Religion at Stirling has a distinctive character of its own, reflecting a diversity of teaching and research interests spanning a variety of subject areas and methodological approaches, though with a specific emphasis on critical religion. Since its inception in 1973 the programme has secured an international reputation for its innovative thinking and approach to the study of religion, and is the only such programme in Scotland not aligned to a department of theology. Critical religion at Stirling challenges orthodox thinking in the field, as informed by original research on the thoughts and practices found within Europe, North America, India, Japan, the Middle East and other regions. With this commitment to critical thinking, ‘religion’ is always considered in relation to other topics and concerns, such as gender, the state, politics, capitalism, the arts, hermeneutics, ethics, postcolonialism and globalisation. In this intellectual context, students will also learn survival skills: time management; independent research through the use of library, internet and other resources; and the ability to analyse and interpret texts and other data, and to communicate that understanding effectively orally and in writing. Students graduating with a Religion degree are thus well-poised for the workforce, with a significant array of transferable skills leading to a wide selection of jobs and careers, as past graduates have proven.

Current Students

Information for Current Students

  • The  is a guide to all matters to do with studying Religion at Stirling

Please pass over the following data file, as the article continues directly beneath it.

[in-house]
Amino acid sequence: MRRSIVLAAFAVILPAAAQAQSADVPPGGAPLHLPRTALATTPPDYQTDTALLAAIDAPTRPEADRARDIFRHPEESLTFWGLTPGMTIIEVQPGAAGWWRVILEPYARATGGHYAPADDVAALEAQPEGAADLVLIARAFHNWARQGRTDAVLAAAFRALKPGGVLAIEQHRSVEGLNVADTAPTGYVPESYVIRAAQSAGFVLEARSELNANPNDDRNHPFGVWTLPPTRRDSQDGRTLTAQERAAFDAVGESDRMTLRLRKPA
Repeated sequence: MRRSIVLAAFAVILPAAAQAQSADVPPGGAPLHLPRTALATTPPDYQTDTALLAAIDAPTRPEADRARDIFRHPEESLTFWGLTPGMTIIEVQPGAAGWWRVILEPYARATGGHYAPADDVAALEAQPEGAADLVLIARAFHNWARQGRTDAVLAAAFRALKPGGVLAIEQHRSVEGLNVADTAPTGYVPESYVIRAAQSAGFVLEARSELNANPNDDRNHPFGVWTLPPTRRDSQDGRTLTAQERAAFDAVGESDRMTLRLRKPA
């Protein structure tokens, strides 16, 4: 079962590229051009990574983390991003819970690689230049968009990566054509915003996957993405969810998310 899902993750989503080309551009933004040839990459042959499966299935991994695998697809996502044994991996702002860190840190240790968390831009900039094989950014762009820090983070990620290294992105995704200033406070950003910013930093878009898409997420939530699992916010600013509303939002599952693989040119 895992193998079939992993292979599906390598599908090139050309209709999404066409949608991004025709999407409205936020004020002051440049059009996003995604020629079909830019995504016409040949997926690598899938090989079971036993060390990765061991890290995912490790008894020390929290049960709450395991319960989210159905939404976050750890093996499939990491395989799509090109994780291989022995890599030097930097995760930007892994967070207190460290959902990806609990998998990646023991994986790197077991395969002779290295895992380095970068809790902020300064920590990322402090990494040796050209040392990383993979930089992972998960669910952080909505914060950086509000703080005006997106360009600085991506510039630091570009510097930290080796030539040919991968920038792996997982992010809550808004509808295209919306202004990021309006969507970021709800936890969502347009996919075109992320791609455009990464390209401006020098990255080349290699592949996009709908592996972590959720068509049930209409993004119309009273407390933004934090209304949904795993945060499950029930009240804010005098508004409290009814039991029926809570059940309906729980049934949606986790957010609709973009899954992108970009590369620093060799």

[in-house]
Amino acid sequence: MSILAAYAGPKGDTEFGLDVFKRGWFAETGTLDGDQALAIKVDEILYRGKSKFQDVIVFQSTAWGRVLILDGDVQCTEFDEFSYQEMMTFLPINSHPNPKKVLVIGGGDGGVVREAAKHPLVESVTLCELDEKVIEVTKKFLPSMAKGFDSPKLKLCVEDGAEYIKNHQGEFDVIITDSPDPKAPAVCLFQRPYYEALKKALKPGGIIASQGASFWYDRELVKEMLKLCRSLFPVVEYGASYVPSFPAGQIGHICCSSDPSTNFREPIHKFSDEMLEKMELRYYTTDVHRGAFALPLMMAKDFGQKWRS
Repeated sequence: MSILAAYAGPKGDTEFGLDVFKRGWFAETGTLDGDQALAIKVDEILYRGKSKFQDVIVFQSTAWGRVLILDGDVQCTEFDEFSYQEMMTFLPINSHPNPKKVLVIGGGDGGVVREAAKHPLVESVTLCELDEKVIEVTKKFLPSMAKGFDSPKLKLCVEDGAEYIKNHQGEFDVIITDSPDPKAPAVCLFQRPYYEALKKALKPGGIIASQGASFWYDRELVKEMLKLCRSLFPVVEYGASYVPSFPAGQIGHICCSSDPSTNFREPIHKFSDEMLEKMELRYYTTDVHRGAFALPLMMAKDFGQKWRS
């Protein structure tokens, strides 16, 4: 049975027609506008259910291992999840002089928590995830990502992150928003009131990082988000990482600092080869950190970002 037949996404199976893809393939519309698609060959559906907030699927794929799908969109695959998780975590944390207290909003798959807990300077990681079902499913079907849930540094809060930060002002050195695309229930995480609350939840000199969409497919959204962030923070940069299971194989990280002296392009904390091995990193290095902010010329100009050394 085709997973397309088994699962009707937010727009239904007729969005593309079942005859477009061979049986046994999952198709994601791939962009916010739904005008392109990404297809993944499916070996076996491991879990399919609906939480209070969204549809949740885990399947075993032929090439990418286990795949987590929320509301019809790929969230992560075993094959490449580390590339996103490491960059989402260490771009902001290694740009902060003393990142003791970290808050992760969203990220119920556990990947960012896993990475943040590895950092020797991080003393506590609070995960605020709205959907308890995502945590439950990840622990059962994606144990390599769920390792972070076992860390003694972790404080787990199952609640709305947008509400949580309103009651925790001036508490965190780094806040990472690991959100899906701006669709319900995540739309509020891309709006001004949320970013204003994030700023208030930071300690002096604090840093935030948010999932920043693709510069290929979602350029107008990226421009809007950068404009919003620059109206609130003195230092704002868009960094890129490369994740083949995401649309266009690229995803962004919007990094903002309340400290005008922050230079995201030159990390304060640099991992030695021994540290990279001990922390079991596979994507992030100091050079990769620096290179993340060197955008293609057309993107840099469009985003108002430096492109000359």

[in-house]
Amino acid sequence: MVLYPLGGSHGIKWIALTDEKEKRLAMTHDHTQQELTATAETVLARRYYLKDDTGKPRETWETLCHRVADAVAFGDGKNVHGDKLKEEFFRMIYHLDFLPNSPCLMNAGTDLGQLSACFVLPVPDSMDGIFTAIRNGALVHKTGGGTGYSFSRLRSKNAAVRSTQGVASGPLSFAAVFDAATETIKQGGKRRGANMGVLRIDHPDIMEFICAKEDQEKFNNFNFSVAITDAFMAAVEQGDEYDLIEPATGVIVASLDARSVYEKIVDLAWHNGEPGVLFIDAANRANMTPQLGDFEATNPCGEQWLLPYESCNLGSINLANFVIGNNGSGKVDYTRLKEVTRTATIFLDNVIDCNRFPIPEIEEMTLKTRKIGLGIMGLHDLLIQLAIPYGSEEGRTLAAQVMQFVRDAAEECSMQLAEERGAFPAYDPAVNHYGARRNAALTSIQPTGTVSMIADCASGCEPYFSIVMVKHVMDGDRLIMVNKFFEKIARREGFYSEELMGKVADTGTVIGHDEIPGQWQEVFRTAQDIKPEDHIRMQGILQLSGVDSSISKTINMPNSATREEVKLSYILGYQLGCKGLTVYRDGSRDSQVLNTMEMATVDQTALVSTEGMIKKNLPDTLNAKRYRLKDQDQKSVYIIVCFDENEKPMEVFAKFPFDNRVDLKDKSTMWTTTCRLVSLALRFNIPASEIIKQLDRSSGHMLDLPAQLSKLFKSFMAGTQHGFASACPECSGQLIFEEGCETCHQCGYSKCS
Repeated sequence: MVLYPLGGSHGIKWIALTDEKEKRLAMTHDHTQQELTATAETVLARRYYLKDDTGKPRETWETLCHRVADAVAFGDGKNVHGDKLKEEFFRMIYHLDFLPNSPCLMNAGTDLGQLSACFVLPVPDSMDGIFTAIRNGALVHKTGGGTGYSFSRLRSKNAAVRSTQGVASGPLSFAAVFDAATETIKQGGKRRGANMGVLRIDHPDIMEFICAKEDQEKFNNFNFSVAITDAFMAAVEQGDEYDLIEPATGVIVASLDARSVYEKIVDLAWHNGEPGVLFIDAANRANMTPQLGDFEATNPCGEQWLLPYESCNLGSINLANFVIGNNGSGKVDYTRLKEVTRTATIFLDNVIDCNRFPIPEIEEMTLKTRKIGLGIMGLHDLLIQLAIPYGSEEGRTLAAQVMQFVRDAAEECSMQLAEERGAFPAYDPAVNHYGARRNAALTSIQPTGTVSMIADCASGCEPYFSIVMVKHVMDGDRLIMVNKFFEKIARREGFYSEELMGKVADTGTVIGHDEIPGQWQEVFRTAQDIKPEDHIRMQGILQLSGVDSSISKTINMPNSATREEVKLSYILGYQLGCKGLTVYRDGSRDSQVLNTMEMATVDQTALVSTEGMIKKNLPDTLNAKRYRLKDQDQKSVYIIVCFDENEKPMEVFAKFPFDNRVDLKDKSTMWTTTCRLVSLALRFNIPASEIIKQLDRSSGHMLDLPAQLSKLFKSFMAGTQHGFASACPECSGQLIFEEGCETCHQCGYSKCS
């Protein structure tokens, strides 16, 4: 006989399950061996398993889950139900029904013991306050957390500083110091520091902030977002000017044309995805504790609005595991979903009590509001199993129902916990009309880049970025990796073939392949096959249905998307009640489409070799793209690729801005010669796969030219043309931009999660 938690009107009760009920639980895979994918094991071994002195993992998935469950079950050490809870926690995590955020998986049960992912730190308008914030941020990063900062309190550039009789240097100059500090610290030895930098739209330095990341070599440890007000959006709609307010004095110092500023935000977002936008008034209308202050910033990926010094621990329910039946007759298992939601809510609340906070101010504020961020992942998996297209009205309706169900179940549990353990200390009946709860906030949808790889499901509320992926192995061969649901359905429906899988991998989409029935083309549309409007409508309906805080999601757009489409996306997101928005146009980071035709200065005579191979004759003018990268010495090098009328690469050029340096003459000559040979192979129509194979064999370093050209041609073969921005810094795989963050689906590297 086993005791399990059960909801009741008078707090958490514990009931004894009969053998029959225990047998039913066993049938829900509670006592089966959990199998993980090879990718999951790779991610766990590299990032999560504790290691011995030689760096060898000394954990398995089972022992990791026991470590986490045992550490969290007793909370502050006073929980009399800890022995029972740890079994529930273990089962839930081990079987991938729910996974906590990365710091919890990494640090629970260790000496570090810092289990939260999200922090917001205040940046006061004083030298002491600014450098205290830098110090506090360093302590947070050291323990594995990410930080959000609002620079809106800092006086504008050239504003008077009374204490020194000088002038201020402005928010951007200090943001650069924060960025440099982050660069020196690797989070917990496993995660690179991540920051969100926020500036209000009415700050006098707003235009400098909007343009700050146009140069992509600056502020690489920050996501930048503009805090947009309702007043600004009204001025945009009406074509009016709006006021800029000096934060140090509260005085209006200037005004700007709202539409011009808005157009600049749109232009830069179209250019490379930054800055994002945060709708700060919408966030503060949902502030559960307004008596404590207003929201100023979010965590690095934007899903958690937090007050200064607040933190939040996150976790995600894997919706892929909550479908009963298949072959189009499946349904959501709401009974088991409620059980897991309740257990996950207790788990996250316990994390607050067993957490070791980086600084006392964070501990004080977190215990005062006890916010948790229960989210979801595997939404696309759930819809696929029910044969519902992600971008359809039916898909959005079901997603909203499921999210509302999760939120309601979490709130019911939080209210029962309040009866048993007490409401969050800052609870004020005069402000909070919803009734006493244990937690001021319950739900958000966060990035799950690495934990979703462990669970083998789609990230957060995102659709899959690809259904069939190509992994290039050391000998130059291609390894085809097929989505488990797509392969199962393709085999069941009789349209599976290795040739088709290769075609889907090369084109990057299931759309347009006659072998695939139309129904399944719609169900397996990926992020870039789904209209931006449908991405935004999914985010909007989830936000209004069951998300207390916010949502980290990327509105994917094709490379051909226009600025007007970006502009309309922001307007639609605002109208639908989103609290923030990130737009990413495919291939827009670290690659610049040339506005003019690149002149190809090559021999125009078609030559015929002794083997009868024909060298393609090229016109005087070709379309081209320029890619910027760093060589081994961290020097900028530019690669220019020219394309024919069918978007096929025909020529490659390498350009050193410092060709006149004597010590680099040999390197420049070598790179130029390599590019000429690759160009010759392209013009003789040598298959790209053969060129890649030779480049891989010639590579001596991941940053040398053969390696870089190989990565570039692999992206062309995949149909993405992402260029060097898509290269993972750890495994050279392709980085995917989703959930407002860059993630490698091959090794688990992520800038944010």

Undergraduate Advising



1st Year 2nd Year 3rd & 4th Year Core 3rd & 4th Year Options


1st Year 2nd Year 3rd & 4th Year Core 3rd & 4th Year Options

Choosing Modules

You should check the University Calendar for details of how your degree is structured and the choices you can make within that structure; follow the links on this page to find more information about all the Religion modules available. The University will provide you with a list of compulsory modules for your programme; you choose your modules through the on-line registration system on the Portal.

If you have any further questions about module choices, then these can be raised with the adviser of studies Dr Alison Jasper.

Learning Support

Student Learning Services provides helpful advice about how to develop your study skills and improve your academic performance: workshops are advertised through Succeed.

Other Guidance

The University has many specialist support services on many different issues from counselling to financial guidance. Your first port of call for these issues is likely to be Student Support Services, or one of the Advisers above, who will be able to liaise with other University departments on your behalf in case of illness or personal difficulty.

Remember that you can also access Student Support Services direct if you need help or advice on any of the following matters:

For help with Study Skills, contact Student Learning Services (SLS) who run online workshops via your WebCT. They also run workshops and seminars throughout the year so keep an eye on noticeboards and the portal for details of those


In Religion, a distinctive methodology - ‘Critical Religion’ - is deployed to interrogate the historical construction and limitations of the term itself, and to ask positive but searching questions about the place of religious discourse - and discourse on religion - in contemporary societies. This approach yields valuable insights for the various research specialisms in the grouping, with stimulating interdisciplinary connections made with adjacent fields.